Archibald MacLeish was born on May 7, 1892 in Glencoe, Illinois. With a hobby of reading classic literature, ‘Archie’ (the nickname his friends used to call him with) grew up on an estate bordering Lake Michigan. He majored in English from the Yale University and later took up Law at the Harvard Law School, where he would later serve as an editor of the ‘Harvard Law Review’.
“A man who lives, not by what he loves but what he hates, is a sick man.”
It was probably this notion that got him selected for the ‘Skull and Bones society’ (a secret society at Yale University). Archibald married a girl named Ada Hitchcock in 1916.
Then, came the war.
His studies were interrupted by the first world war, in which, he served as an ambulance driver. The ‘sharp kid Archie’ would later end up serving as a captain of artillery in the world war before graduating in 1919 and taking up a teaching position in Law at the government department at Harvard.
But the war had changed something deep inside of him. For him, it wasn’t quite over yet.
He would later end up quitting his teaching position to work as an editor for The New Republic and spent the next three years practicing Law before moving to Paris with his wife in 1923.
He got the chance of working with the likes of Ernest Hemingway and Gertrude Stein. After 5 years in 1928, he returned to America.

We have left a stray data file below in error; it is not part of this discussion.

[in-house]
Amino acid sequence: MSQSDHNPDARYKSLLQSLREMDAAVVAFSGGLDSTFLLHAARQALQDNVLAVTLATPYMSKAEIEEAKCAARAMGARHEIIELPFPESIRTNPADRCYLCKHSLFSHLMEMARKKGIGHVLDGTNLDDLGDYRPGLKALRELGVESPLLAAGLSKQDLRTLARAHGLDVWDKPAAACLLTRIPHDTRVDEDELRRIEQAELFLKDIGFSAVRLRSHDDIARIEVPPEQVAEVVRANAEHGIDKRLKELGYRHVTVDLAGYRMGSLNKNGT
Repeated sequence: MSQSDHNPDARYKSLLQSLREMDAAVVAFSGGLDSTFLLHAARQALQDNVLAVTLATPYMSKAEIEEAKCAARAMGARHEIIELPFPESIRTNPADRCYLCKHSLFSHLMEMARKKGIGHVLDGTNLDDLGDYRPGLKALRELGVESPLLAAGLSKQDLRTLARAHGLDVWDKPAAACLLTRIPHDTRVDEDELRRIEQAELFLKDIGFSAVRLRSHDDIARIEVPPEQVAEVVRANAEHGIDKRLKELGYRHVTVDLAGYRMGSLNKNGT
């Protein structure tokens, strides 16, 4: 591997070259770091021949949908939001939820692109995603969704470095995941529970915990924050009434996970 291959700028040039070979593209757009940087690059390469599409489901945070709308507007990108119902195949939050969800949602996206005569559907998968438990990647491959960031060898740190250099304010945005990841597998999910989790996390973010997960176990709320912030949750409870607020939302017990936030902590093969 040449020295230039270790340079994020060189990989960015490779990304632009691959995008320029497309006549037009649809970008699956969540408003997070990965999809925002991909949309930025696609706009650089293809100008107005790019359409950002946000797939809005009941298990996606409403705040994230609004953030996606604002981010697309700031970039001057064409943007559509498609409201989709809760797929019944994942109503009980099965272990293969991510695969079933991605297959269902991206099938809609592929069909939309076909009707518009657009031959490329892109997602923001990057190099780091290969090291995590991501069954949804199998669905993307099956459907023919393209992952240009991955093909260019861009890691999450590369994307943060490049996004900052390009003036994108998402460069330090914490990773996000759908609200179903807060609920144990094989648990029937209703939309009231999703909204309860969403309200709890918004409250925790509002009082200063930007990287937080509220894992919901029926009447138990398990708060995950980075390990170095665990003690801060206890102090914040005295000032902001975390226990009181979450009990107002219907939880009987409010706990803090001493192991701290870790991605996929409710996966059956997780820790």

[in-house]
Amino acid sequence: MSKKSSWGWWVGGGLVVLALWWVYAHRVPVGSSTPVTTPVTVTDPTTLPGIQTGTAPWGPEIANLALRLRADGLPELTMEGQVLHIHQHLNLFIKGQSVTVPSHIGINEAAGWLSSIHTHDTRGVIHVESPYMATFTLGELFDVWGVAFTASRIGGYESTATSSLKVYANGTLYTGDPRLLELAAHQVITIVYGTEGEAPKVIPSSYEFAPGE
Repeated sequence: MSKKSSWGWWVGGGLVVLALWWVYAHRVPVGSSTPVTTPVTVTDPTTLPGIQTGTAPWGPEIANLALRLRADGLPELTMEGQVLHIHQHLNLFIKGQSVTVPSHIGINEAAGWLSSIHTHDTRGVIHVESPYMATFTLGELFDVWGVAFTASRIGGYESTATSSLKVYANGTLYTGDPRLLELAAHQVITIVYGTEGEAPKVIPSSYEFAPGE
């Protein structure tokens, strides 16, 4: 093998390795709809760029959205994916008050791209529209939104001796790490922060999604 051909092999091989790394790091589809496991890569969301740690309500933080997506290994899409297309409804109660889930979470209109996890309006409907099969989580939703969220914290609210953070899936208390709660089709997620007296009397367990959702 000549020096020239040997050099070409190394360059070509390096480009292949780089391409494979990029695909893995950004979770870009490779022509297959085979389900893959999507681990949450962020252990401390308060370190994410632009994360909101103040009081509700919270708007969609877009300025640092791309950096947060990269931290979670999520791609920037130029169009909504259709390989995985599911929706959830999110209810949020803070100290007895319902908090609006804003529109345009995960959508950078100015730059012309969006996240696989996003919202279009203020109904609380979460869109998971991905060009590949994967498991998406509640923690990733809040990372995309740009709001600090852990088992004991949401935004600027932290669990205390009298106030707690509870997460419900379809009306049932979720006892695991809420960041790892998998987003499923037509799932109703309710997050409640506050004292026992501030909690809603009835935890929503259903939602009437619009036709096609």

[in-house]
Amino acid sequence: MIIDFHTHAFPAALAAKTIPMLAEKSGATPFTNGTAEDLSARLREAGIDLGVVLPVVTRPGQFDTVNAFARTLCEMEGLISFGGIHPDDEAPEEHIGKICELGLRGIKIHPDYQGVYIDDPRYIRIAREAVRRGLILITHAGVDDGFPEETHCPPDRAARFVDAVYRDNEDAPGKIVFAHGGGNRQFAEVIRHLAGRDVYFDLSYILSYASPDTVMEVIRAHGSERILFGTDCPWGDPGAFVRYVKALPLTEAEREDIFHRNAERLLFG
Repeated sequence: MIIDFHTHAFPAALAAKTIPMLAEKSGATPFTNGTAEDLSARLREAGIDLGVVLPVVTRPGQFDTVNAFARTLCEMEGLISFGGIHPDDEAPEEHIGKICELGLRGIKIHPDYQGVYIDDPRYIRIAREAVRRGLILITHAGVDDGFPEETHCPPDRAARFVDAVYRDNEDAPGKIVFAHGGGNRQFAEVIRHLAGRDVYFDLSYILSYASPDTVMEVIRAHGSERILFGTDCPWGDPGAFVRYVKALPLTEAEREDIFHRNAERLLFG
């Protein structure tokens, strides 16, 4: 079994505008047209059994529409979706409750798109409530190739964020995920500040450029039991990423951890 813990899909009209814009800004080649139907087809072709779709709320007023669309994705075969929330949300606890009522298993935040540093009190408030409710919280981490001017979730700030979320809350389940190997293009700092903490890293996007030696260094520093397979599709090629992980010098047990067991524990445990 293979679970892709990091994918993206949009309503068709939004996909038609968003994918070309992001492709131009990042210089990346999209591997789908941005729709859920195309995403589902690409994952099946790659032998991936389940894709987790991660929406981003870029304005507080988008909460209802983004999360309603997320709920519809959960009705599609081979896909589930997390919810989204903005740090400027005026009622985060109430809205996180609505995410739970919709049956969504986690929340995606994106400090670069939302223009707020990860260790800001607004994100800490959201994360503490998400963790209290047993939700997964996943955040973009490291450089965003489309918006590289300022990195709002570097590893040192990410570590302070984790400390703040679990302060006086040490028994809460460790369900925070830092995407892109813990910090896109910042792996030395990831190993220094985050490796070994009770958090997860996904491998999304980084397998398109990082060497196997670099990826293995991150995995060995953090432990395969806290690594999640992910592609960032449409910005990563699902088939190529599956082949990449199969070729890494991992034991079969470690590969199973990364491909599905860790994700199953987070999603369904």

“There is only one thing more painful than learning from experience and that is not learning from experience.”
– Archibald MacLeish
He worked for the Fortune magazine from 1929 to 1938, writing voluminously on the international and the American scenes. His poems, writings, plays and essays all carried a debate with himself on the relation between art and society.
A believer in the fact that poetry should be ‘Public speech’ and only poetry can provide a unifying cultural vision for a country lacking a clear vision for human potential, Archibald was criticized, but his stage and radio plays (notably ‘Air raid’, ‘Panic’ and ‘The fall of the city’) reached a wide audience and was appreciated. Politically, he slowly developed a liberal humanism that made him admire Franklin D. Roosevelt.
He would write speeches for him in the near future.
He was nominated by President Roosevelt to be a librarian of the congress and because of his outstanding work; the American Libraries have called him the “One of the 100 most influential figures in librarianship during the 20th century.”
“What is more important in a library than anything else – is the fact that it exists.”
After a lot of arguing for freedom and communal solidarity through his work, he resigned from the library in 1944 and return to his private life soon after leading the US delegation at the organizational meeting of UNESCO.
He also assisted with the development of the new research and analysis branch of the Office of Strategic Services (precursor to the CIA). And during World War 2, worked as the assistant director of the office of War information.
His notable poetic volumes are ‘America was promises’ (1939) and Actfive and other poems in 1948 (among countless other poems and writings). In 1953 he was elected president of the American academy of Arts and Letters.
On 20 April 1982, the author of 9 outstanding books and 4 great plays of all time, left the world – leaving behind one hell of a legacy.